6 Breathtaking Brick Façades To Take Inspiration From

May 03, 2022

"Architecture starts when you carefully put two bricks together. There it begins.”

Mies van der Rohe’s words imply the raw, fundamental qualities of masonry that have made brick the epitome of building materials. From Louis Khan to Sanjay Puri, some of the greatest architects have captured the true sense of architecture with their remarkable uses of brick.

It's common, ordinary yet says something, is sufficiently brazen to pull off both the straight and dazzling apparel, and has been the epitome for over a centuries. Bricks fit all the conditions, the developed and the developing. Despite the distress in the advancement business and markets flooding with more current construction materials, the old square will for the most part be of high notoriety to architects and designers. Brick is one of the most prepared known building materials that continues to revamp its attributes to remain huge even today.

Architect Laurie Baker was a keen proponent of exposed brickwork. His quote on bricks reads: “Such unique and characterful creations should not be covered with plaster.”

Exposed facades have many benefits: they reduce costs as lesser material is used and lead to the visibility of art. In a similar fashion, a plaster cover on the ceiling can also be avoided if the raw ceiling finish is executed well using good quality form work. Additionally, the arrangement of bricks in a manner can welcome natural light and ventilation inside the building.

Here, we have discussed 6 buildings with breathtaking brick façade.

1. The Twisting Veil

Source: https://www.archdaily.com/

South Asian Human Rights Documentation Centre by Anagram Architects, Delhi, India

Harnessing the flexibility of bricks as rotatable modules, Anagram Architects conceived an elevation that allows for ample natural ventilation while reducing noise and providing shade from the intense heat of the Indian sun. Designed for clients with limited resources, the use of brick was ideal for the creation of a highly complex façade at reasonably low cost.

2. The Rippled Skin

Source: https://www.newyorkitecture.com/mulberry-house/

Mulberry House by SHOP Architects, New York City, United States

Located on a street corner in Manhattan’s stylish NoLita neighborhood, SHoP Architect’s black bricks illustrate how a subtle articulation of this material can channel light and shade for a striking architectural aesthetic. The faceted panels are not load-bearing, instead wrapping the building as a contemporary skin that pays tribute to the historic brick façades of the area.

3. The Singular Chasm

Source: https://circarq.wordpress.com/

Pabellón Agrícola Almazara Santurde by Barcena and Zufiaur Arquitectos, Santurde, Spain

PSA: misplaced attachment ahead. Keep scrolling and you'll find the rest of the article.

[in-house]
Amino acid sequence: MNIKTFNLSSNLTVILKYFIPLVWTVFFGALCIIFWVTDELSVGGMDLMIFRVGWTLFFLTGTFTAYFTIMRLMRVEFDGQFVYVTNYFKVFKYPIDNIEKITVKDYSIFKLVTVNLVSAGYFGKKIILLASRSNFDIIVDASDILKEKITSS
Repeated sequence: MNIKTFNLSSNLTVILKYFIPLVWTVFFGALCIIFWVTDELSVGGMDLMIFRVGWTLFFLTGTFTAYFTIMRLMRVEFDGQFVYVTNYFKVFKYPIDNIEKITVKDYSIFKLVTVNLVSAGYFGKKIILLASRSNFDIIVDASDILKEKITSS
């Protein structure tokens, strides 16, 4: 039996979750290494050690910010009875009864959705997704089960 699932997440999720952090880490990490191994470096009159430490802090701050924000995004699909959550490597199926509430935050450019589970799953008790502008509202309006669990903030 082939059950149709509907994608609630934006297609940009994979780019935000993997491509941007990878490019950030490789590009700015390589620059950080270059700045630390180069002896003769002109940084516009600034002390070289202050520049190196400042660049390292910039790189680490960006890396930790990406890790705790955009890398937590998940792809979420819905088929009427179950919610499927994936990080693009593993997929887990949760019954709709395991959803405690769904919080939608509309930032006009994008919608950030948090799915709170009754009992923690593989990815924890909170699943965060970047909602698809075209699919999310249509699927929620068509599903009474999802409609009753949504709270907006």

This olive oil factory in Northern Spain illustrates how brick can also be used to create distinctive architecture via simple massing and a strong silhouette: the two primary functions of the building are housed within two homogenous volumes split by a single void. These windowless brick façades look solid and smooth from afar but possess a subtle textured quality that provides an added element of richness when viewed up close.

4. The Perforated Grid

Source: https://www.archdaily.com/

ABC Building by WISE Architecture, Seoul, South Korea

WISE Architecture’s office building in Seoul, South Korea, combines the homogenous, sculptural qualities of Pabellón Agrícola Almazara Santurde with the permeable nature of the South Asian Human Rights Documentation Centre. Bricks were laid with slight gaps for certain parts of the façade, allowing light and air to filter through to walkways hidden behind layers of black brick.

5. The Lattice Layer

Source: https://www.archdaily.com/

House 712 by HARQUITECTES, Barcelona, Spain

The simple form of House 712, a private residence in Barcelona, Spain, belies the unusual nature of the building envelope. With the construction budget reduced by 65 percent, perforated bricks were chosen for their combination of low cost and functionality. The bricks neatly overlap at each corner of the building, expressing the distinctive triangular layout of the dwelling.

6. The Pixelated Pod

Source: https://www.archdaily.com/

Pixel House by Mass Studies and Slade Architecture, Tanhyeon-Myeon, South Korea

Slade Architecture’s Korean home for a young family reveals the versatility of brick as a modular element, speaking to the fluid complexity of architecture in the digital era. As the firm describes, “The bricks provide a very tangible sense of scale and of the making, the process of turning the abstract into the real … the number of pixels determines the smoothness of a digital image; the smoothness of this house is determined by the brick module — the result is a 9,675-pixel house, where 1 Pixel = 1 Brick.”


Ranjinee Mallick

The pen is mightier than the sword. I take this very personal. I read more books, articles and write more than designing spaces. Got all the passion to keep up the zeal till I’m able to hold the pen!!